It has been nine years since I coined the acronym “BRIC,” which has become synonymous with the rise of Brazil, Russia, India and China. It has been more than seven years since my colleagues at Goldman Sachs and I first published an outlook to 2050 in which we suggested that the four BRIC economies could emerge bigger than the G7 economies, and, together with the US, would constitute the world’s five largest.
It has also been more than five years since the expression “Next Eleven,” or “N-11,” first appeared. That term bracketed the next 11 largest countries by population, and sought to determine their BRIC-like potential.
These 15 countries drive most of the positive momentum behind the world economy nowadays. China has overtaken Japan as the world’s second-largest economy, with output roughly equal to that of the other three BRIC countries combined. Their aggregate GDP stands at about US$11 trillion, or about 80 percent of the US level.
Domestic demand in the BRIC countries is even more impressive. The collective dollar value of BRIC consumers is estimated conservatively at just over US$4 trillion, possibly US$4.5 trillion. The US consumer market is worth more than double that — about US$10.5 trillion — but BRIC consumer power is currently growing at an annual rate in dollar terms of about 15 percent, which means an annual rate of roughly US$600 billion.
If this pace is maintained, BRIC consumers will be adding another US$1 trillion to the global economy by the middle of this decade. By the end of the decade, they will be worth more than US consumers.
Indeed, at some point during this decade, the BRIC economies combined will become as big as the US economy, with China’s GDP alone reaching about two-thirds that of the US. The four countries will be responsible for at least one-half of real GDP growth in the world, and possibly as much as 70 percent.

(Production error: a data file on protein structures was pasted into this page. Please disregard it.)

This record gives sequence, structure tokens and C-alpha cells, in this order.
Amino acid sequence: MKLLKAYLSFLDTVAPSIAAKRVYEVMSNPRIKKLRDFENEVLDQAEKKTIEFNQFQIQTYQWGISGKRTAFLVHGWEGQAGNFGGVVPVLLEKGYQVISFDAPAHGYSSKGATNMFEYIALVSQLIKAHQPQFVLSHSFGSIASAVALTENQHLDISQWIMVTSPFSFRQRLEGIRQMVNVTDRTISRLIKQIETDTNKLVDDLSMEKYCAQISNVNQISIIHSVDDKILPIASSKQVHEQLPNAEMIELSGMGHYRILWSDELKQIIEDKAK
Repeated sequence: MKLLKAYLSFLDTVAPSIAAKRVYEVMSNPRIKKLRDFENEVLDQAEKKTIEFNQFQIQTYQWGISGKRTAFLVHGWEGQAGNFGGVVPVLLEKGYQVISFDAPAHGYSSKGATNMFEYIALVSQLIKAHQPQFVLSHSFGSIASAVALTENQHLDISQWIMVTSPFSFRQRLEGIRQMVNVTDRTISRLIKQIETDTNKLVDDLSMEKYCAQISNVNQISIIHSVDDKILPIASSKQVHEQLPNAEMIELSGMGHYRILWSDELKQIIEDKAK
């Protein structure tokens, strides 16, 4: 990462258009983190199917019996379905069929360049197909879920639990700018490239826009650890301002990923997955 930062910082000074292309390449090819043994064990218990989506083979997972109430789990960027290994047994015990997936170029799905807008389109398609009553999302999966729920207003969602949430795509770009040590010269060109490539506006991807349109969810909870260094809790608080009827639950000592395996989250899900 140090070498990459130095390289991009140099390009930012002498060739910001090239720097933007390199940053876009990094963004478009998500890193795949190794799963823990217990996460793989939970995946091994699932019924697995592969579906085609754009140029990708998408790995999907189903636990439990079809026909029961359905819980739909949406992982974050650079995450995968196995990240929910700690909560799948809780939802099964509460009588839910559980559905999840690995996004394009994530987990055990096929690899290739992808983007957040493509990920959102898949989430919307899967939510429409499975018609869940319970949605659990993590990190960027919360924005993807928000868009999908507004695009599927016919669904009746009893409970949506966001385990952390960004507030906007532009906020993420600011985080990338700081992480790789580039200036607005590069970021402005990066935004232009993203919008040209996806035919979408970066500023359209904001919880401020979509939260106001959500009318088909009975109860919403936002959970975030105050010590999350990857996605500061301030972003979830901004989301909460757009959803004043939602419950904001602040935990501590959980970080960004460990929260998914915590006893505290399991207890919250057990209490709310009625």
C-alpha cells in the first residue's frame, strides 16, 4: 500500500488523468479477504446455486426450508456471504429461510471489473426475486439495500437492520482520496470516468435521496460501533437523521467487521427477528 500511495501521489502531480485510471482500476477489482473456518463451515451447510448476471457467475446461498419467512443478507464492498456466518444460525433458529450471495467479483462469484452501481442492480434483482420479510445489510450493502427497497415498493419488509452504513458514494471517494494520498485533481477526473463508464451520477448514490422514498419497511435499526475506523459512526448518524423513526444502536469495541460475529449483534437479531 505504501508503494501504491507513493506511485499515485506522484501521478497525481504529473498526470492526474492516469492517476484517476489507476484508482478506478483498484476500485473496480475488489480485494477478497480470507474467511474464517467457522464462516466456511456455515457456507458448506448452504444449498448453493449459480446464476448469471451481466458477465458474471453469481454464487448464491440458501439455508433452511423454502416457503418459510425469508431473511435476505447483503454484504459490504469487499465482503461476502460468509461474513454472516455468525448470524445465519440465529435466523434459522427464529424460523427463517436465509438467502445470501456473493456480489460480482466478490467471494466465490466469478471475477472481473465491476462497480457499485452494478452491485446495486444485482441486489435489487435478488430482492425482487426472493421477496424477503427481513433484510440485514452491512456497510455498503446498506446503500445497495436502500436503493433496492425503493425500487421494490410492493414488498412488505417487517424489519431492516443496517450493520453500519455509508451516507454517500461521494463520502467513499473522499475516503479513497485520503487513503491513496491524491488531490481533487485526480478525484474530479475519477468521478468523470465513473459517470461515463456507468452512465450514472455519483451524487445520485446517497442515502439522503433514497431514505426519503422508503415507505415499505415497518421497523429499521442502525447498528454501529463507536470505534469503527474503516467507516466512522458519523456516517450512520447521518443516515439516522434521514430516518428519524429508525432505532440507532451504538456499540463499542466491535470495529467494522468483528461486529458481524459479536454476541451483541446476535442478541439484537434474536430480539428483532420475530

Beyond the BRICs, among the likely top 10 contributors to global GDP growth this decade are South Korea, Mexico and Turkey. From the so-called developed world, only the US is guaranteed a place on this list — and the top 20 could include Iran, Nigeria, the Philippines and Vietnam.
So how should we now think about the term “emerging markets?”
A few weeks ago, I decided with my colleagues to pursue the term “growth economies,” which Goldman Sachs adopted last year to describe how we treat many of the world’s most dynamic markets. At its simplest, a growth economy should be regarded as one that is likely to experience rising productivity, which, together with favorable demographics, points to economic growth that outpaces the global average.
However, an economy also needs sufficient size and depth in order to allow investors not only to invest, but also to exit when appropriate. So we opted for the following: Any economy outside the so-called developed world that accounts for at least 1 percent of current global GDP should be defined as a growth economy.
At this size, currently about US$600 billion, an economy should be large enough to allow investors and businesses to operate as they do in advanced countries, yet also be likely to grow faster. All other economies should continue to be defined as emerging markets. According to this definition, eight countries currently qualify: the BRIC countries, along with South Korea, Indonesia, Mexico and Turkey, while others — including Saudi Arabia, Iran, Nigeria and the Philippines — could join the list in the next 20 years.